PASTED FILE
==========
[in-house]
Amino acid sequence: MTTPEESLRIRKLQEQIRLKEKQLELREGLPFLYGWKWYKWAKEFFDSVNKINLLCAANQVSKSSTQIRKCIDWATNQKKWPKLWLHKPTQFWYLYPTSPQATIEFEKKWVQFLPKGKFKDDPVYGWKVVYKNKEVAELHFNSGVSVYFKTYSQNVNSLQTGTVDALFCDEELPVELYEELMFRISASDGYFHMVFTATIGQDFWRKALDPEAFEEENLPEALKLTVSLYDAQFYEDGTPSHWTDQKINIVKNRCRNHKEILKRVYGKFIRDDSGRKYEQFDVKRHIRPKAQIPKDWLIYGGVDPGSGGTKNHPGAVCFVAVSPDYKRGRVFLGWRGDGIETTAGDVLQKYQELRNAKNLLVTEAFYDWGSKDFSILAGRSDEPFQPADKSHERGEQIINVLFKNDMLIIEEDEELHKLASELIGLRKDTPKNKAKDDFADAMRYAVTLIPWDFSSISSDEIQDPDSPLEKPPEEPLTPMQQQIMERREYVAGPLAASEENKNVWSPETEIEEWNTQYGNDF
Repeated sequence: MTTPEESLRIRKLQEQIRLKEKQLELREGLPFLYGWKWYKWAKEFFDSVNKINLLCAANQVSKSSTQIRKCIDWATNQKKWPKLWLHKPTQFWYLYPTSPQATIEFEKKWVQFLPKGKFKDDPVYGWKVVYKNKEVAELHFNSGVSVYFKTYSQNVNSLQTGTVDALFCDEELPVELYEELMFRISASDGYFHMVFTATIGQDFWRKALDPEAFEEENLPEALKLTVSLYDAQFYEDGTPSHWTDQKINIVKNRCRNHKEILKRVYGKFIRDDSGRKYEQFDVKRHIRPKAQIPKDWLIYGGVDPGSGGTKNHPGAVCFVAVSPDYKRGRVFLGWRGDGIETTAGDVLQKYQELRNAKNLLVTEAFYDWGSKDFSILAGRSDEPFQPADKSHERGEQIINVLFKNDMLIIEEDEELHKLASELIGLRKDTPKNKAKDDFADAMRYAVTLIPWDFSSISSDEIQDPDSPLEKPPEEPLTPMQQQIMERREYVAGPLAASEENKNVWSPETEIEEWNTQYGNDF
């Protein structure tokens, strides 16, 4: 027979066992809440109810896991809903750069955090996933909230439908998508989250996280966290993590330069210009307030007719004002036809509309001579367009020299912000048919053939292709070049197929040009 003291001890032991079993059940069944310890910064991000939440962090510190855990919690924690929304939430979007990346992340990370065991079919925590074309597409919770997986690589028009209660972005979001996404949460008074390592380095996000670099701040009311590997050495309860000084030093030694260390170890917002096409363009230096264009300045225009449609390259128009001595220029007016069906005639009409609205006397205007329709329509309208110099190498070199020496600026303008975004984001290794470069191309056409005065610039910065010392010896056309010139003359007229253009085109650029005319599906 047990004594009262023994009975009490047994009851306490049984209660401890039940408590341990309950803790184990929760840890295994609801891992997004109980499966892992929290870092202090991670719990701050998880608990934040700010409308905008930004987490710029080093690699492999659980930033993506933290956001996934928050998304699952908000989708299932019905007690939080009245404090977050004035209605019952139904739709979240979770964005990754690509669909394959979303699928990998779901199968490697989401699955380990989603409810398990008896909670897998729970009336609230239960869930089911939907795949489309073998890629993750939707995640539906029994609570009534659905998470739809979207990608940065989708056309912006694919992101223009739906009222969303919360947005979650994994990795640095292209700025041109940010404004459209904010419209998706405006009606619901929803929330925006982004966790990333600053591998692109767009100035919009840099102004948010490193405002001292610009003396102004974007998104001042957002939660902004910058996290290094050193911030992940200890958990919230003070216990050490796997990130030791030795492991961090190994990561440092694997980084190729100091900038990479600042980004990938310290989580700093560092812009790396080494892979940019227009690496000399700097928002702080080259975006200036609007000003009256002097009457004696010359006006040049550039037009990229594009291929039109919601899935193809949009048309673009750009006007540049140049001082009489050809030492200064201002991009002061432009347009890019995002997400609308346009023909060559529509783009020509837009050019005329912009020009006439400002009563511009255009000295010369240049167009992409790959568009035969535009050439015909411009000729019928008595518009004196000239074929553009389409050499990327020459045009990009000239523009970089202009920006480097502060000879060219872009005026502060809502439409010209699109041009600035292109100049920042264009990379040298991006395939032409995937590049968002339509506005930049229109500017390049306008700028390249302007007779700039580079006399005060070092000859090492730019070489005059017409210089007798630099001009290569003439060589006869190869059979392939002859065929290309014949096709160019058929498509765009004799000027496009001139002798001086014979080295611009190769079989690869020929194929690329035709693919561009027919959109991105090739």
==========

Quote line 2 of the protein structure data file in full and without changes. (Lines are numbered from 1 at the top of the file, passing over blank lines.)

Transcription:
Amino acid sequence: MTTPEESLRIRKLQEQIRLKEKQLELREGLPFLYGWKWYKWAKEFFDSVNKINLLCAANQVSKSSTQIRKCIDWATNQKKWPKLWLHKPTQFWYLYPTSPQATIEFEKKWVQFLPKGKFKDDPVYGWKVVYKNKEVAELHFNSGVSVYFKTYSQNVNSLQTGTVDALFCDEELPVELYEELMFRISASDGYFHMVFTATIGQDFWRKALDPEAFEEENLPEALKLTVSLYDAQFYEDGTPSHWTDQKINIVKNRCRNHKEILKRVYGKFIRDDSGRKYEQFDVKRHIRPKAQIPKDWLIYGGVDPGSGGTKNHPGAVCFVAVSPDYKRGRVFLGWRGDGIETTAGDVLQKYQELRNAKNLLVTEAFYDWGSKDFSILAGRSDEPFQPADKSHERGEQIINVLFKNDMLIIEEDEELHKLASELIGLRKDTPKNKAKDDFADAMRYAVTLIPWDFSSISSDEIQDPDSPLEKPPEEPLTPMQQQIMERREYVAGPLAASEENKNVWSPETEIEEWNTQYGNDF